The melodies of “Impossible Germany” make use of a small tone set, repeated over and over, and are presented to us in two short phrases: one that moves primarily upward (“Impossible Germany…”), followed by a mainly downward-moving one: (“unlikely Japan…”).

The thing you’ll notice about these phrases is that they’re short. In general, short musical phrases result in music that sounds a bit angst-ridden and unsettled.

I particularly like how the phrases lengthen toward the end of the chorus, at the words “This is important/ But I know you’re not listening…”. It’s as if the realization that “you’re not listening” is something he’s coming to terms with as the relationship he’s describing is morphing into something more platonic. But that’s my interpretation, and the lovely thing about songs like this is that true meaning can be elusive. All interpretations take time, and can be wrong but still work.

The Chords

There’s nothing ambiguous about the chord choices here. All the chords come from the key of G major, but the verses start on the ii-chord (Am) before making G feel like home.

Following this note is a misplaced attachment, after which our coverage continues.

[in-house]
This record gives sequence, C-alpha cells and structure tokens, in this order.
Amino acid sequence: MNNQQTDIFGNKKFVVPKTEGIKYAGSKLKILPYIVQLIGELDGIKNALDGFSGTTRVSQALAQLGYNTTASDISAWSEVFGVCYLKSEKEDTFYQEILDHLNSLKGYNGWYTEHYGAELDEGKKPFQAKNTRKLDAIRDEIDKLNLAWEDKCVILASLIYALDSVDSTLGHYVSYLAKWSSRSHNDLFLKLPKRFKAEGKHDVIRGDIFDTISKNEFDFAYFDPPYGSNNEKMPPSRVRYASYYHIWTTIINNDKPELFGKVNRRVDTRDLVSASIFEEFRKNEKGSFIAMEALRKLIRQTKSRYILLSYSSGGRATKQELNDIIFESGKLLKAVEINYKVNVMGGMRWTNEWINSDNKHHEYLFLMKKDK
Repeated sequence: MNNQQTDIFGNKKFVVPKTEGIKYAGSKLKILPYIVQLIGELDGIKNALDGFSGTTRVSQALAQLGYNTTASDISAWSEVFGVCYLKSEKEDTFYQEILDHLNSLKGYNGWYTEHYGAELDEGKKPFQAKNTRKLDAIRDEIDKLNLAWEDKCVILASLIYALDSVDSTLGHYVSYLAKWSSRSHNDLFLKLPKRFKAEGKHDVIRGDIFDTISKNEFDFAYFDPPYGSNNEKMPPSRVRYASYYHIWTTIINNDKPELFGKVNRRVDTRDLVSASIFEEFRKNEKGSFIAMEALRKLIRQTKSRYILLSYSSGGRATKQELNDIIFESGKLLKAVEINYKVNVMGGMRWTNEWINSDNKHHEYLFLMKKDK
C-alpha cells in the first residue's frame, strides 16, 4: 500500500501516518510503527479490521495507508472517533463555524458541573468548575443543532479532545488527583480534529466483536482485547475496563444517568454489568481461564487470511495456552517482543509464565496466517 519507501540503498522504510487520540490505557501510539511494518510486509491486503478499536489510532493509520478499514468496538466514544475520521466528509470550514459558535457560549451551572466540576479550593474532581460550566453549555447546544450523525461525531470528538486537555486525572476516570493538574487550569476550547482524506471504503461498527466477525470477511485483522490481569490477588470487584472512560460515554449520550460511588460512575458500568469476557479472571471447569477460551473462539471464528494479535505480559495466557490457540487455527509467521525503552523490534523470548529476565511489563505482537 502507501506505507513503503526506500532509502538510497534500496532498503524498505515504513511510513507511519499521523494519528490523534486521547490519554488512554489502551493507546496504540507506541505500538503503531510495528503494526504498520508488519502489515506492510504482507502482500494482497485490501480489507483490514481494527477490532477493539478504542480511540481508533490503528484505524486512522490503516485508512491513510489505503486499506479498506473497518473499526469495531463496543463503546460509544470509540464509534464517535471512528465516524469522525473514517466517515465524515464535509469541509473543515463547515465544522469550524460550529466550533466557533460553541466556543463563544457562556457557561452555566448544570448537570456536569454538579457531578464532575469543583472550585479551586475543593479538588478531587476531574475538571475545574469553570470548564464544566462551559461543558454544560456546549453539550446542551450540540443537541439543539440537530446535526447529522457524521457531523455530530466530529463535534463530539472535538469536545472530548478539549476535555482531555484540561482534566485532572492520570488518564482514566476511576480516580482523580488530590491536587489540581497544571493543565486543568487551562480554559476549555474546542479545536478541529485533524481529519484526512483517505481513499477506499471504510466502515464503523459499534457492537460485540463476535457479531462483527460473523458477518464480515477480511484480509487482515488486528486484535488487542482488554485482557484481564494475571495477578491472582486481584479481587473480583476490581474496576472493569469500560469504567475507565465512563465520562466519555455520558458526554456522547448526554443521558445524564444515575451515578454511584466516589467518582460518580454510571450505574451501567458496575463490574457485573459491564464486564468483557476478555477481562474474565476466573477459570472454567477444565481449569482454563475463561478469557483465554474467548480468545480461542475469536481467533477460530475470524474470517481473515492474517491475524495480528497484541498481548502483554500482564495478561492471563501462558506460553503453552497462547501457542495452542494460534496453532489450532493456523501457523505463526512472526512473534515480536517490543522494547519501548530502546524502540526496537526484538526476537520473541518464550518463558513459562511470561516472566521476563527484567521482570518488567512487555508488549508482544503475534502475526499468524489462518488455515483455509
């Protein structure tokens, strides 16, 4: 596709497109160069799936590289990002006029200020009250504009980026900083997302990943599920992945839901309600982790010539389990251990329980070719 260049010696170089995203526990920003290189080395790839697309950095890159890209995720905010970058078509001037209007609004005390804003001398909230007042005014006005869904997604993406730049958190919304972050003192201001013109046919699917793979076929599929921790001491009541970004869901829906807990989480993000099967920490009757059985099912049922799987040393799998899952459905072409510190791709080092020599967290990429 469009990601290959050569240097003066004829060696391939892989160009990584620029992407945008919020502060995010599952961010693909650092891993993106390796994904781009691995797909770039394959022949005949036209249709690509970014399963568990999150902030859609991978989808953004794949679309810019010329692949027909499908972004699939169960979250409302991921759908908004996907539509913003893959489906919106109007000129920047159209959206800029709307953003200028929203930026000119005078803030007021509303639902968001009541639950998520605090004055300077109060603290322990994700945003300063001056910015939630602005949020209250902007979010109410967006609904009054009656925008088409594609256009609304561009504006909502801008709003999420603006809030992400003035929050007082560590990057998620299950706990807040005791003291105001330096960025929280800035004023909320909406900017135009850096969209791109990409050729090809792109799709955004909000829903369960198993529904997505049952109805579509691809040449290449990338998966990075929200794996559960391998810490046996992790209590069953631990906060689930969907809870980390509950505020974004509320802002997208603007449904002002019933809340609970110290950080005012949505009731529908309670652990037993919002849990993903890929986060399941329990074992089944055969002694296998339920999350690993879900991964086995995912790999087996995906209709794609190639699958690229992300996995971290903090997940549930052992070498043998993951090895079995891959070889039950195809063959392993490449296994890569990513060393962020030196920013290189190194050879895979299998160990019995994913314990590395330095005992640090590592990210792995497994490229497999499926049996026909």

Am – C – Gmaj7 – Em – Am | (repeat) ||


C – Am – C – Am – G – Em – Am – C – Am – C

There are some nice touches that add to the emotion of the song. Most of the time, for example, when the IV-chord happens, we get the note F# added in — an augmented 4th note which continues through to the G chord, becoming the major 7th in that chord. When added to C, it’s got an interesting “sour” (angst) flavour that modifies to something sweeter (nostalgic) when added to C: those two emotions contrasted once again.

Formal Choices

It’s not that uncommon for a song’s intro to keep coming back throughout a song. It’s a great way to add some symmetry to the formal design: when listeners hear things repeating it allows them the feeling that they “get” the song.